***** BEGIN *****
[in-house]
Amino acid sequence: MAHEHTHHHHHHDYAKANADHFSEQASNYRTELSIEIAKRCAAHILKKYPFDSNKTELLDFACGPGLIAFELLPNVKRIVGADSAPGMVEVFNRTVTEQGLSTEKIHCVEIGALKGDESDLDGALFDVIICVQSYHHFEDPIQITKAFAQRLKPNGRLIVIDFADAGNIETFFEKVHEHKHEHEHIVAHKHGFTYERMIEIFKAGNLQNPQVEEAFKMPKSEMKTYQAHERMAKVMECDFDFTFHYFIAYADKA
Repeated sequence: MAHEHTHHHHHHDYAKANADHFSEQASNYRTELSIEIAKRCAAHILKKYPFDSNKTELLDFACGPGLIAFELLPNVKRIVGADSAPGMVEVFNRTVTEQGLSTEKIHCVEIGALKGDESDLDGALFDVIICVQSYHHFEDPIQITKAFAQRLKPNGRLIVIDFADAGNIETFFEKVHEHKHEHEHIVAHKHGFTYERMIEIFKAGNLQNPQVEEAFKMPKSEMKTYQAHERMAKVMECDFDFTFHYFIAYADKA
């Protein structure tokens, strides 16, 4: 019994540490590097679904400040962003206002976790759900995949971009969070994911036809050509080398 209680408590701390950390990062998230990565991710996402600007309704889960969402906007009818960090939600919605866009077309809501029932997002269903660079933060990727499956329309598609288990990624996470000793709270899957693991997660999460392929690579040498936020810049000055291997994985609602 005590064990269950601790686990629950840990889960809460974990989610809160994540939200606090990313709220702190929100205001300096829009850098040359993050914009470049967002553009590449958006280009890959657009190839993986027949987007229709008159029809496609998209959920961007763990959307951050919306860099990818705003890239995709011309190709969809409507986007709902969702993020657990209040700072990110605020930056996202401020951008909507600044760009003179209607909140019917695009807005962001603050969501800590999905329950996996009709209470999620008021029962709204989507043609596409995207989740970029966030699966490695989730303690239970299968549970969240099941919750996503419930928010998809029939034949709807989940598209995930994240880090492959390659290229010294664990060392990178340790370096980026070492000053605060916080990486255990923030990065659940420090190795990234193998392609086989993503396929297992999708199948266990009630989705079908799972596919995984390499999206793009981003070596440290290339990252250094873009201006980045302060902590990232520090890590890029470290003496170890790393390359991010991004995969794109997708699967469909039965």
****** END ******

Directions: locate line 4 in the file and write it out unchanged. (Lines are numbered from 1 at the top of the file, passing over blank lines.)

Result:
């Protein structure tokens, strides 16, 4: 019994540490590097679904400040962003206002976790759900995949971009969070994911036809050509080398 209680408590701390950390990062998230990565991710996402600007309704889960969402906007009818960090939600919605866009077309809501029932997002269903660079933060990727499956329309598609288990990624996470000793709270899957693991997660999460392929690579040498936020810049000055291997994985609602 005590064990269950601790686990629950840990889960809460974990989610809160994540939200606090990313709220702190929100205001300096829009850098040359993050914009470049967002553009590449958006280009890959657009190839993986027949987007229709008159029809496609998209959920961007763990959307951050919306860099990818705003890239995709011309190709969809409507986007709902969702993020657990209040700072990110605020930056996202401020951008909507600044760009003179209607909140019917695009807005962001603050969501800590999905329950996996009709209470999620008021029962709204989507043609596409995207989740970029966030699966490695989730303690239970299968549970969240099941919750996503419930928010998809029939034949709807989940598209995930994240880090492959390659290229010294664990060392990178340790370096980026070492000053605060916080990486255990923030990065659940420090190795990234193998392609086989993503396929297992999708199948266990009630989705079908799972596919995984390499999206793009981003070596440290290339990252250094873009201006980045302060902590990232520090890590890029470290003496170890790393390359991010991004995969794109997708699967469909039965």